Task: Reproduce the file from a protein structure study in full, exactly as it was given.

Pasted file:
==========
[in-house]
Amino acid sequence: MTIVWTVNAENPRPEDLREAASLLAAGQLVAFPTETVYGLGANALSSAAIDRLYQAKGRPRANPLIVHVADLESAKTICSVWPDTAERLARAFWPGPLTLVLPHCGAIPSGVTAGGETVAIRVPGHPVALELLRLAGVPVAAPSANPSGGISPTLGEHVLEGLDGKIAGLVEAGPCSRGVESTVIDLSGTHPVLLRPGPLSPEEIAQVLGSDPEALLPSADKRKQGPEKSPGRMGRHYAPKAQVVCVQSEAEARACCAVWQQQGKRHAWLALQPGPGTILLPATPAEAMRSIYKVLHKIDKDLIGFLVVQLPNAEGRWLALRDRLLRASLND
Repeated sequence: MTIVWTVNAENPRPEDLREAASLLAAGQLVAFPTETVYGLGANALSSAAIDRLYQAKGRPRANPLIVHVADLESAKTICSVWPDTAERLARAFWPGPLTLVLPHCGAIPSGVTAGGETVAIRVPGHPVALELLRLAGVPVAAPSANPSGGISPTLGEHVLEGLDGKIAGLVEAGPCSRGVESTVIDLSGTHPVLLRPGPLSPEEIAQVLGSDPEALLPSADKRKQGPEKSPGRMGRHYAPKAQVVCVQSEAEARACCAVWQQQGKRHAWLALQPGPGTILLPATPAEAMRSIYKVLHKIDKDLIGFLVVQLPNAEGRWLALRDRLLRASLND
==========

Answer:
[in-house]
Amino acid sequence: MTIVWTVNAENPRPEDLREAASLLAAGQLVAFPTETVYGLGANALSSAAIDRLYQAKGRPRANPLIVHVADLESAKTICSVWPDTAERLARAFWPGPLTLVLPHCGAIPSGVTAGGETVAIRVPGHPVALELLRLAGVPVAAPSANPSGGISPTLGEHVLEGLDGKIAGLVEAGPCSRGVESTVIDLSGTHPVLLRPGPLSPEEIAQVLGSDPEALLPSADKRKQGPEKSPGRMGRHYAPKAQVVCVQSEAEARACCAVWQQQGKRHAWLALQPGPGTILLPATPAEAMRSIYKVLHKIDKDLIGFLVVQLPNAEGRWLALRDRLLRASLND
Repeated sequence: MTIVWTVNAENPRPEDLREAASLLAAGQLVAFPTETVYGLGANALSSAAIDRLYQAKGRPRANPLIVHVADLESAKTICSVWPDTAERLARAFWPGPLTLVLPHCGAIPSGVTAGGETVAIRVPGHPVALELLRLAGVPVAAPSANPSGGISPTLGEHVLEGLDGKIAGLVEAGPCSRGVESTVIDLSGTHPVLLRPGPLSPEEIAQVLGSDPEALLPSADKRKQGPEKSPGRMGRHYAPKAQVVCVQSEAEARACCAVWQQQGKRHAWLALQPGPGTILLPATPAEAMRSIYKVLHKIDKDLIGFLVVQLPNAEGRWLALRDRLLRASLND